U.N. Secretary-General Kofi Annan says he is exploring ways to pressure Burma's military to release pro-democracy leader Aung San Suu Kyi.
Mr. Annan says he is discussing the next steps to take to free Aung San Suu Kyi. He focused on the issue in a meeting with his special envoy to Burma, former Malaysian U.N. Ambassador Razali Ismael, who last month described the conditions in which the Nobel Laureate is being held as "deplorable."
"As you know, he is the only person to have seen Aung San Suu Kyi since she was arrested and he has been consulting with leaders in the region and he will brief me on where we stand and for us to explore what the next steps should be and what future action we should take," he said.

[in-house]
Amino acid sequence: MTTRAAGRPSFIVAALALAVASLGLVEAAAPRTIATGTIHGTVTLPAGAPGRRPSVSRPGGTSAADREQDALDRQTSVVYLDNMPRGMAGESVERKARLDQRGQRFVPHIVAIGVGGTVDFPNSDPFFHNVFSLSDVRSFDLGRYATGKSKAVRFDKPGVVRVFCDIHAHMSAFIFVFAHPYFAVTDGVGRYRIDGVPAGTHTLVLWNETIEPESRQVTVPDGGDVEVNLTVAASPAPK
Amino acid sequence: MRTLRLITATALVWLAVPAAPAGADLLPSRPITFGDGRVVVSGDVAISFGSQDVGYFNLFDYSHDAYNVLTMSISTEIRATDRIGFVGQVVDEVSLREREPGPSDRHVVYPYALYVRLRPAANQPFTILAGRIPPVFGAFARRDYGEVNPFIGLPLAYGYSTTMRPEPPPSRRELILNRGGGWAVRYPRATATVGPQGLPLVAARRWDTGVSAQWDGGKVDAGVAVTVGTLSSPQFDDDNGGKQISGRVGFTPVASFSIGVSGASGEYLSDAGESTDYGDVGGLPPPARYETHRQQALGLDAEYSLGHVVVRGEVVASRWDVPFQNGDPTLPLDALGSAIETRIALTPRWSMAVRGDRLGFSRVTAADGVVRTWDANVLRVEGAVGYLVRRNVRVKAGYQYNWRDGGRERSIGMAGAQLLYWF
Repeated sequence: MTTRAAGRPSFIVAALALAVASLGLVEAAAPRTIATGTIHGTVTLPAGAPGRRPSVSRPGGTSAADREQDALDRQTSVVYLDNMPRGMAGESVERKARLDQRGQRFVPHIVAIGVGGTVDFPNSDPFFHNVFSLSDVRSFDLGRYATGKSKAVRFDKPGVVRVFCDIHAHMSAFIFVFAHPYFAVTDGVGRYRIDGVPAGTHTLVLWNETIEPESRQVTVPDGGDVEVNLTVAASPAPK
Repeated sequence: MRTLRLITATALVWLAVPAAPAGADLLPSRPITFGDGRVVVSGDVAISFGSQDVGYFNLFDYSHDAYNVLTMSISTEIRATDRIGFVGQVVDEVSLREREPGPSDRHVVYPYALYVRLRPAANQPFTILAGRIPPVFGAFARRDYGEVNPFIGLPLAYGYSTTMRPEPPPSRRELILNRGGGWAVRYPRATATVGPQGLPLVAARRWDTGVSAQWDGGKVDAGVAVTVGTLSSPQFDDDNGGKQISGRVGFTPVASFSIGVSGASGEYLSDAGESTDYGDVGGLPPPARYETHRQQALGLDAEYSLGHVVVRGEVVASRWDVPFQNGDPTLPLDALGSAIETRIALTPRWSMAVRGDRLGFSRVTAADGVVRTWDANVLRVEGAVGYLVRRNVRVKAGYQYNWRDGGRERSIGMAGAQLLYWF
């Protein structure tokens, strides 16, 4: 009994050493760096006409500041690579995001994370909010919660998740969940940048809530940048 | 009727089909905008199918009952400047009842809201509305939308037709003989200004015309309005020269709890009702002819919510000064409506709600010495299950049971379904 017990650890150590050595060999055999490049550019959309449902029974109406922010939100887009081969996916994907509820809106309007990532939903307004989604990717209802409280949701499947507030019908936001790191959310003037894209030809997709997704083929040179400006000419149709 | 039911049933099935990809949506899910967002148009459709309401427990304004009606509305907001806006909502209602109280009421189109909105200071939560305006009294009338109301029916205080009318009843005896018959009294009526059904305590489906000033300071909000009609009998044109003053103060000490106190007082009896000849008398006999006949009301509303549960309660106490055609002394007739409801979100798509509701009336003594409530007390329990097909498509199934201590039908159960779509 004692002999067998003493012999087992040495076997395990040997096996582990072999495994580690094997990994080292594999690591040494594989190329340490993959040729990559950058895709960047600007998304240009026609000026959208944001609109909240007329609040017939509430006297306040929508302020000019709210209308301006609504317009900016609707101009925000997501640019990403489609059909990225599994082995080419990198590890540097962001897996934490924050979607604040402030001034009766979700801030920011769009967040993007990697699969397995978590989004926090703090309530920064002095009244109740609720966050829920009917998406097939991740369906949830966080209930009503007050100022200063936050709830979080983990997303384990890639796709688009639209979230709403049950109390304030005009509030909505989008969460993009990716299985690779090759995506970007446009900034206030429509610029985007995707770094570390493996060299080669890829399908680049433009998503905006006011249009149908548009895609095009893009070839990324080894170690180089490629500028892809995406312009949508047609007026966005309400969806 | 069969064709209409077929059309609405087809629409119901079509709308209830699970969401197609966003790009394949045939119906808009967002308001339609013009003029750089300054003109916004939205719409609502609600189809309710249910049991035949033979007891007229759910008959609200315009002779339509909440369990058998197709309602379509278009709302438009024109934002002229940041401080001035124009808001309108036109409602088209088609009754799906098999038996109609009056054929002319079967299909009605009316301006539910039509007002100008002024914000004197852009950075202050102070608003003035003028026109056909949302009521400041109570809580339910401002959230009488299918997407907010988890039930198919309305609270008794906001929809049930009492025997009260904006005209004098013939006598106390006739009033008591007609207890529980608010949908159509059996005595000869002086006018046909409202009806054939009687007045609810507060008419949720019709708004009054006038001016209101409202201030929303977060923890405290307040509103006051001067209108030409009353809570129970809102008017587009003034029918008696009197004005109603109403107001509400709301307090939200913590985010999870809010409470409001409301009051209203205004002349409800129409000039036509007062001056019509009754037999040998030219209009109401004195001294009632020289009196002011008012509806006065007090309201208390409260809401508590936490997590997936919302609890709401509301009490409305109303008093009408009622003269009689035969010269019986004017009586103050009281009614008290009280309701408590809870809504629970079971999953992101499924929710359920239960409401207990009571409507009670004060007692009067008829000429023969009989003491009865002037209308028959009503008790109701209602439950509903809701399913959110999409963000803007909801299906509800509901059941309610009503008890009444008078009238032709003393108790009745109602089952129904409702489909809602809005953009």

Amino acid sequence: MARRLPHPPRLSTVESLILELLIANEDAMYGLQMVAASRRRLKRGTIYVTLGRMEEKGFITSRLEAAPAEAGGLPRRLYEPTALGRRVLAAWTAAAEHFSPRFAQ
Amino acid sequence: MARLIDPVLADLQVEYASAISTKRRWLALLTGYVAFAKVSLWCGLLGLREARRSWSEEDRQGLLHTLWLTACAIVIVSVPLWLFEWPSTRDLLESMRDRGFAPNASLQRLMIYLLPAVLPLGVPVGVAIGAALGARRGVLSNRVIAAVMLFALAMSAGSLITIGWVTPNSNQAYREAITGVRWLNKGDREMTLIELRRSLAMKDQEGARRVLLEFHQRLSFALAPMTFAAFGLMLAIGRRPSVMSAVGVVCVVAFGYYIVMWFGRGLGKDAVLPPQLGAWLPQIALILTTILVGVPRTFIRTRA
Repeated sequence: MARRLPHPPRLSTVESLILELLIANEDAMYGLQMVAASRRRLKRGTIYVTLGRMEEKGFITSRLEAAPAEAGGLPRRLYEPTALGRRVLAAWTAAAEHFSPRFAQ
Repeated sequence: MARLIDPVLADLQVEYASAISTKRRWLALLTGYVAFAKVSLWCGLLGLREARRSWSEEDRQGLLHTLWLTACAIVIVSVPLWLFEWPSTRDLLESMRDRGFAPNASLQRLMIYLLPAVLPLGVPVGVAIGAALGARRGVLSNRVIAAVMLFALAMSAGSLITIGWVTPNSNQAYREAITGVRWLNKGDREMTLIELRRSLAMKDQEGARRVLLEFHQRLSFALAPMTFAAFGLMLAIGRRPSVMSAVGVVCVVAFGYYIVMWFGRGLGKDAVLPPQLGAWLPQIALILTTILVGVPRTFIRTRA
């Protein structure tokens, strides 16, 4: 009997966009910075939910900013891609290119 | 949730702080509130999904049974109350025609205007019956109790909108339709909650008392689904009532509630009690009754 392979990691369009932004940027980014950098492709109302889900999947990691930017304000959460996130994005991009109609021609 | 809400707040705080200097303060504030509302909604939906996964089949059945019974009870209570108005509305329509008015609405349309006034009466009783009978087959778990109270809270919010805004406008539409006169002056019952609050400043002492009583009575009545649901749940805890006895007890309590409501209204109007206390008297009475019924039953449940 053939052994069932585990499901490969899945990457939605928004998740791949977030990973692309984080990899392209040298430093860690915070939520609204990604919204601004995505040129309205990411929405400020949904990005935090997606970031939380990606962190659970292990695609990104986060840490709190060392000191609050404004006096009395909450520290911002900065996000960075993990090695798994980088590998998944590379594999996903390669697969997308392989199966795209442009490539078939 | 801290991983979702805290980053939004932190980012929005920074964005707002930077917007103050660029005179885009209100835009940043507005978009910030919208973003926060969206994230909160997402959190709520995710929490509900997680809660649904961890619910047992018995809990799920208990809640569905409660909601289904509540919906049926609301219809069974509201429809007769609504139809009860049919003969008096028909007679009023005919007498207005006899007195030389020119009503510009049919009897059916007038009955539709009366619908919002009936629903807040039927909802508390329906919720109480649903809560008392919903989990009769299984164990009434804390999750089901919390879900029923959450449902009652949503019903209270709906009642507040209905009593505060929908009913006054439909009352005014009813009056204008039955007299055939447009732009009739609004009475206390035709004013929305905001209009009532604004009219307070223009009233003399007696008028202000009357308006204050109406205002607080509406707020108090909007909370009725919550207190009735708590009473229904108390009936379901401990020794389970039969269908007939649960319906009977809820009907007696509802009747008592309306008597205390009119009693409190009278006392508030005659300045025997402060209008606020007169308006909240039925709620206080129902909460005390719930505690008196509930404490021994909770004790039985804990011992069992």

Mr. Annan also met with a representative from the Burmese military government. In the past, the Burmese leadership has warned against international intervention.
The secretary-general says that it is premature to discuss imposing U.N. sanctions since the Security Council has not taken up the issue of Aung San Suu Kyi's arrest.
But he says the international community is becoming increasingly concerned about the detention of the pro-democracy leader. "I know some governments are becoming quite exercised about developments in Myanmar," he said.
Meanwhile, the U.S. Senate has passed a bill for the president's signature that would tighten sanctions on Burma.
Aung San Suu Kyi's pro-democracy party won national elections in 1990. But Burma's military leaders blocked her from office.